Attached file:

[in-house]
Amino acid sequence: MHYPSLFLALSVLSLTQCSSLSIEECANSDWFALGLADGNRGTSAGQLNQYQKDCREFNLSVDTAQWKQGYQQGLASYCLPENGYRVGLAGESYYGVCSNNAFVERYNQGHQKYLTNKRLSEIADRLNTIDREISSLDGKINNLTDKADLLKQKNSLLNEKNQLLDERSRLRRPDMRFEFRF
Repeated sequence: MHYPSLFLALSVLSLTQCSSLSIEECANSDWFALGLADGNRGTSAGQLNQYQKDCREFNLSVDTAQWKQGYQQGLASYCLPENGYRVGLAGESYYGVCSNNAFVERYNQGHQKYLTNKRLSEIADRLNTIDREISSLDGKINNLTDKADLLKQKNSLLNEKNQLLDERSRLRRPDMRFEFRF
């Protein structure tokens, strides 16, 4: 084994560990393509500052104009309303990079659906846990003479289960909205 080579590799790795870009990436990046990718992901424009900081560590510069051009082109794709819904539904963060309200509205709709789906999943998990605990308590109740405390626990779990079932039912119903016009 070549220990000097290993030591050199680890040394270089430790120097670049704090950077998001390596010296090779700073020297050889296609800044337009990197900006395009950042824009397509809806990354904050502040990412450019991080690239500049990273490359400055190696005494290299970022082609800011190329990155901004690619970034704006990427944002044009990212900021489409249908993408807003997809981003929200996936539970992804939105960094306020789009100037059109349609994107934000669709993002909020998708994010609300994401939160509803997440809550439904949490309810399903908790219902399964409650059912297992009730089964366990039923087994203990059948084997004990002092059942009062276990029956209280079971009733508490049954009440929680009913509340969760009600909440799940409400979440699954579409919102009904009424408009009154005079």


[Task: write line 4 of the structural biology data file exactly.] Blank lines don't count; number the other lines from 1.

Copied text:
């Protein structure tokens, strides 16, 4: 084994560990393509500052104009309303990079659906846990003479289960909205 080579590799790795870009990436990046990718992901424009900081560590510069051009082109794709819904539904963060309200509205709709789906999943998990605990308590109740405390626990779990079932039912119903016009 070549220990000097290993030591050199680890040394270089430790120097670049704090950077998001390596010296090779700073020297050889296609800044337009990197900006395009950042824009397509809806990354904050502040990412450019991080690239500049990273490359400055190696005494290299970022082609800011190329990155901004690619970034704006990427944002044009990212900021489409249908993408807003997809981003929200996936539970992804939105960094306020789009100037059109349609994107934000669709993002909020998708994010609300994401939160509803997440809550439904949490309810399903908790219902399964409650059912297992009730089964366990039923087994203990059948084997004990002092059942009062276990029956209280079971009733508490049954009440929680009913509340969760009600909440799940409400979440699954579409919102009904009424408009009154005079």